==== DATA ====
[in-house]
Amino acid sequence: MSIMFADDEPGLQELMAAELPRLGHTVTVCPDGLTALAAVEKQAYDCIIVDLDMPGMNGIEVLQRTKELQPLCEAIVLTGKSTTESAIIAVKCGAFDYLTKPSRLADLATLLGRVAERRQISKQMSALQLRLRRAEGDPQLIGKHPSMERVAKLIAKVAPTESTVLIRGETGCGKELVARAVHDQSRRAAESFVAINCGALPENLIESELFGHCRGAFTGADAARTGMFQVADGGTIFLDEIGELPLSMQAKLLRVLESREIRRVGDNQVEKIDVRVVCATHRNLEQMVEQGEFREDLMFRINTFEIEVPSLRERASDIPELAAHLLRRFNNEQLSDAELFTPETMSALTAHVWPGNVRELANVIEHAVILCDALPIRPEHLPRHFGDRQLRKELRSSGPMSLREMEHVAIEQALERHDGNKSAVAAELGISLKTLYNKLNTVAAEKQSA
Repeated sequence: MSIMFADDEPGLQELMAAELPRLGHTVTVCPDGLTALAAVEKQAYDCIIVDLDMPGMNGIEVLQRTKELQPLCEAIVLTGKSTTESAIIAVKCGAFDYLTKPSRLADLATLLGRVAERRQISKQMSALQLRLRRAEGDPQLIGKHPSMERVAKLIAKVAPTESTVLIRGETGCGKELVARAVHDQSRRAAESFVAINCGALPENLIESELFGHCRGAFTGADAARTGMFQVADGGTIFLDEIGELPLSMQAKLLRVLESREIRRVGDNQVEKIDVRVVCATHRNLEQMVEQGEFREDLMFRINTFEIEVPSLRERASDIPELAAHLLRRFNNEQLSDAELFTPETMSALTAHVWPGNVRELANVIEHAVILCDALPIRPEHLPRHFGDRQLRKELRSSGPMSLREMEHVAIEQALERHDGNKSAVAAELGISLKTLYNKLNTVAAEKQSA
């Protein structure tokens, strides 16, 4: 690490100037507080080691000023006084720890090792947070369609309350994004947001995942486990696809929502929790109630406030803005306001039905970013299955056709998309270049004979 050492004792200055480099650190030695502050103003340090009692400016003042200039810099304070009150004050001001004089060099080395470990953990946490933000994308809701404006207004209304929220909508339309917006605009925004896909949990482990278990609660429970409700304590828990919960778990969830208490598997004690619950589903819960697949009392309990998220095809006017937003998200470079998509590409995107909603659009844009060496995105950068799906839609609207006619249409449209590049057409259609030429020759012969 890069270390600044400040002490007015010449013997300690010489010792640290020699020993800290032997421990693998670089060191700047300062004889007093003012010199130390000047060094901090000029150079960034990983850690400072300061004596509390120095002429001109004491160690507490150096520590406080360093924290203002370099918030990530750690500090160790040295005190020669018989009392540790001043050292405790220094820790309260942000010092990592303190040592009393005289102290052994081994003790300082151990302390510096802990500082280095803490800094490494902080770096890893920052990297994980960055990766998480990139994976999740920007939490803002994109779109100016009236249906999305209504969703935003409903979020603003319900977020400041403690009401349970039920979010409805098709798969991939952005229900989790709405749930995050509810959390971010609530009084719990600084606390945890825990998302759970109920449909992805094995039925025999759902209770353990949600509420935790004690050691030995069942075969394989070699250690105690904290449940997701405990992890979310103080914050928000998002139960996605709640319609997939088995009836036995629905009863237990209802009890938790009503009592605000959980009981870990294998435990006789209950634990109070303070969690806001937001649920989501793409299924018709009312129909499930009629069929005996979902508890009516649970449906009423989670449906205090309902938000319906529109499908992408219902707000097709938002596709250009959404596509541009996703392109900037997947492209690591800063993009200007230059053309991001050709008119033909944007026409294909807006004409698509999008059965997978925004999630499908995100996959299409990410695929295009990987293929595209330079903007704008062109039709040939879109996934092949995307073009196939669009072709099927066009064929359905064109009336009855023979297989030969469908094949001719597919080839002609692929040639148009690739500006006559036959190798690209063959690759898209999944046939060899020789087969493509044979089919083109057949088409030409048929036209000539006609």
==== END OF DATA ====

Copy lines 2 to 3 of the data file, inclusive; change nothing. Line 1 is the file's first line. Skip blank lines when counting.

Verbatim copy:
Amino acid sequence: MSIMFADDEPGLQELMAAELPRLGHTVTVCPDGLTALAAVEKQAYDCIIVDLDMPGMNGIEVLQRTKELQPLCEAIVLTGKSTTESAIIAVKCGAFDYLTKPSRLADLATLLGRVAERRQISKQMSALQLRLRRAEGDPQLIGKHPSMERVAKLIAKVAPTESTVLIRGETGCGKELVARAVHDQSRRAAESFVAINCGALPENLIESELFGHCRGAFTGADAARTGMFQVADGGTIFLDEIGELPLSMQAKLLRVLESREIRRVGDNQVEKIDVRVVCATHRNLEQMVEQGEFREDLMFRINTFEIEVPSLRERASDIPELAAHLLRRFNNEQLSDAELFTPETMSALTAHVWPGNVRELANVIEHAVILCDALPIRPEHLPRHFGDRQLRKELRSSGPMSLREMEHVAIEQALERHDGNKSAVAAELGISLKTLYNKLNTVAAEKQSA
Repeated sequence: MSIMFADDEPGLQELMAAELPRLGHTVTVCPDGLTALAAVEKQAYDCIIVDLDMPGMNGIEVLQRTKELQPLCEAIVLTGKSTTESAIIAVKCGAFDYLTKPSRLADLATLLGRVAERRQISKQMSALQLRLRRAEGDPQLIGKHPSMERVAKLIAKVAPTESTVLIRGETGCGKELVARAVHDQSRRAAESFVAINCGALPENLIESELFGHCRGAFTGADAARTGMFQVADGGTIFLDEIGELPLSMQAKLLRVLESREIRRVGDNQVEKIDVRVVCATHRNLEQMVEQGEFREDLMFRINTFEIEVPSLRERASDIPELAAHLLRRFNNEQLSDAELFTPETMSALTAHVWPGNVRELANVIEHAVILCDALPIRPEHLPRHFGDRQLRKELRSSGPMSLREMEHVAIEQALERHDGNKSAVAAELGISLKTLYNKLNTVAAEKQSA